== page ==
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I want to refer to different parts of a domain, but do not know the names of the various parts. The RFC's on DNS don't seem to be explicit about this issue.

  • Given the domain: www.google.com

    "com" is called the generic Top level domain. What do we call "google" and "www"?

  • Given the domain: api.yahoo.co.uk

    "uk" is called the country code top level domain. What do we call "co", "yahoo", "api"?

  • Given the domain: sales.corporate.ge

    "ge" is called the sponsored top level domain (it is fictitious). What do we call "corporate" and "sales"?

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2 Answers 2

up vote 1 down vote accepted

First and third examples: google and corporate would be Second-Level Domains

Second example: co is the Country Code Second-Level Domain (ccSLD)

Below that, the terminology would be simply "subdomains" or occasionally "third-level domains".

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Everything is a subdomain of its parent.

Hidden secret: technically every fully-qualified domain name ends with a dot ".", but you can safely leave it out. So "www.google.com" should be "www.google.com.". Sometimes you need the terminal dot to disambiguate relative domain names, but let's ignore that for now.

Each part of a domain name, separated by the dot, is a "label" - but you only see that term in the context of DNS server documentation, usually because there's a length-limit of 63 characters per label.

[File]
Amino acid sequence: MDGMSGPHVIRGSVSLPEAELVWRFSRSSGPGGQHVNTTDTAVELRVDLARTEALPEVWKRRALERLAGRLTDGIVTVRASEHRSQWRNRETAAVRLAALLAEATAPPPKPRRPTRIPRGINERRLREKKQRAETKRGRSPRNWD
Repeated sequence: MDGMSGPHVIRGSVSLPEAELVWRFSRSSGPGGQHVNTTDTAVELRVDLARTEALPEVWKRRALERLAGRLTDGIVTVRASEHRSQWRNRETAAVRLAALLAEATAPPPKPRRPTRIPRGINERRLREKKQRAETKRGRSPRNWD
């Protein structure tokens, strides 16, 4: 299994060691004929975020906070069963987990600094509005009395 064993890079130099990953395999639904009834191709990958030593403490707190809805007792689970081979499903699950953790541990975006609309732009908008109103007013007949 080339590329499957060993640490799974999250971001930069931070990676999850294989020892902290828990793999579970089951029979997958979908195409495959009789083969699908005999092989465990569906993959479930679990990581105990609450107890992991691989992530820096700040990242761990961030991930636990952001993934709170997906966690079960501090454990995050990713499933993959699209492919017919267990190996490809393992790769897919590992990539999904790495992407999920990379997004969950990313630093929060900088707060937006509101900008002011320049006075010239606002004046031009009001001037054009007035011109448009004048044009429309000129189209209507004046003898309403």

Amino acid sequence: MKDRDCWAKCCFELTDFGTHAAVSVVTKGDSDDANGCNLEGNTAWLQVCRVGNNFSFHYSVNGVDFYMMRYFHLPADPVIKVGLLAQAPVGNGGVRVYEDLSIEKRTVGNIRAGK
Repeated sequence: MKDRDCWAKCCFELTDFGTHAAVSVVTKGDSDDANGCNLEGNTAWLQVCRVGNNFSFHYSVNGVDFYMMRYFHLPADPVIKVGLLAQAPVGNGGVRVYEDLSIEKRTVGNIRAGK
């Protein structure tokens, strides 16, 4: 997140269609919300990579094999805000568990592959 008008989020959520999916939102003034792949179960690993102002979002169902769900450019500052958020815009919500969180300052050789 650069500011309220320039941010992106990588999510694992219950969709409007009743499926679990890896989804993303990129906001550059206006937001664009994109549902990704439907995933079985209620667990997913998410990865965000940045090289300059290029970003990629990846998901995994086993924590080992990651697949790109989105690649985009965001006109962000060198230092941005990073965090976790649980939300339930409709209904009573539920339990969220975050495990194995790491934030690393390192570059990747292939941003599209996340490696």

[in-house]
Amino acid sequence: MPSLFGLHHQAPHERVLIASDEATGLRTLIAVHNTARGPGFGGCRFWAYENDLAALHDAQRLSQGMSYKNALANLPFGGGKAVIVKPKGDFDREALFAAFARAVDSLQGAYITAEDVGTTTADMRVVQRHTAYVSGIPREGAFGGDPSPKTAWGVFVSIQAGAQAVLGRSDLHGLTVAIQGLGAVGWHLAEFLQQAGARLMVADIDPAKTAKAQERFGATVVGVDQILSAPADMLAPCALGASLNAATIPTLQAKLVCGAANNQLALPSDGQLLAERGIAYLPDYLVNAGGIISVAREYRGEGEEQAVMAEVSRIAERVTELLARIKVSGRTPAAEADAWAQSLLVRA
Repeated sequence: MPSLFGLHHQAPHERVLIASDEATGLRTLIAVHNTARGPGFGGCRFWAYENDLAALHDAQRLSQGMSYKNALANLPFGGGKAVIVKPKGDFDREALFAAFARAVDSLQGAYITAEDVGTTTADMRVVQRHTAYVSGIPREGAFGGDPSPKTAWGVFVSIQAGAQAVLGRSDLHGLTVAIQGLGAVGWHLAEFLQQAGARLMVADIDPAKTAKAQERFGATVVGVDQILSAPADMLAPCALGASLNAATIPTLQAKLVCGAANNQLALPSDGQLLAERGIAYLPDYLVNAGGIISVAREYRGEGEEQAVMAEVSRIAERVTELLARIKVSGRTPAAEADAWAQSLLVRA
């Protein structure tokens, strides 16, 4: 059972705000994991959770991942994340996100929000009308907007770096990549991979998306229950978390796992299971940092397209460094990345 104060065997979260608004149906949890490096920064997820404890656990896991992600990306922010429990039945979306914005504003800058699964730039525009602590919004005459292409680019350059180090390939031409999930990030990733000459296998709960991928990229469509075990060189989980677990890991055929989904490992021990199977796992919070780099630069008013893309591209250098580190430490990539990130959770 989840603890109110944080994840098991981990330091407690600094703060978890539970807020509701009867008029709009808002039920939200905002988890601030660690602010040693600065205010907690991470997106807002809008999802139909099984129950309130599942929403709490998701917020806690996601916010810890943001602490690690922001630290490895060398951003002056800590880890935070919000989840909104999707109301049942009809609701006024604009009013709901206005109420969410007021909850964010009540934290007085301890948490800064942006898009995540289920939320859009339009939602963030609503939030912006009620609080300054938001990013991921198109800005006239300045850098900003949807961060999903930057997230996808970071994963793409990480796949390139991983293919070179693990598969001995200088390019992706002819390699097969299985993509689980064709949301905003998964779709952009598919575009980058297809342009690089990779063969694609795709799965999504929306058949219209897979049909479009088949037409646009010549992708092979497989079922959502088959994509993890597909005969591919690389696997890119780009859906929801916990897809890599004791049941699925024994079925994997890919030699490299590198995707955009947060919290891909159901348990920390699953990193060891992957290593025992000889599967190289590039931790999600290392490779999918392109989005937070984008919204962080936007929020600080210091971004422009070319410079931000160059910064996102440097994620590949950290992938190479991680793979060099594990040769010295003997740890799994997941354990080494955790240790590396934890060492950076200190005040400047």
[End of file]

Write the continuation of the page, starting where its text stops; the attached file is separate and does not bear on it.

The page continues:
There is no standard nomenclature for the "human-identifiable" parts that you list, unfortunately, but the general terminology I've come across is:

"." - the root
".com" - (generic) top-level domain
"google" - (in some circles) top-level domain (as it's the top-level a consumer can register), otherwise a "subdomain of the dotcom TLD"
"www" - a subdomain of "google.com"
"something.www.google.com" - "a subdomain of google.com, the subdomain being "something.www"

Now technically, a label is not necessarily a "subdomain" if it's just a CNAME or A record, but this is an implementation detail. Technically a label could only refer to a true subdomain if it has its own SOA record, but that's a semantic debate.

Overall? I wouldn't worry. People will generally know what you mean when you say "subdomain", even if a subdomain is split over more than one label.

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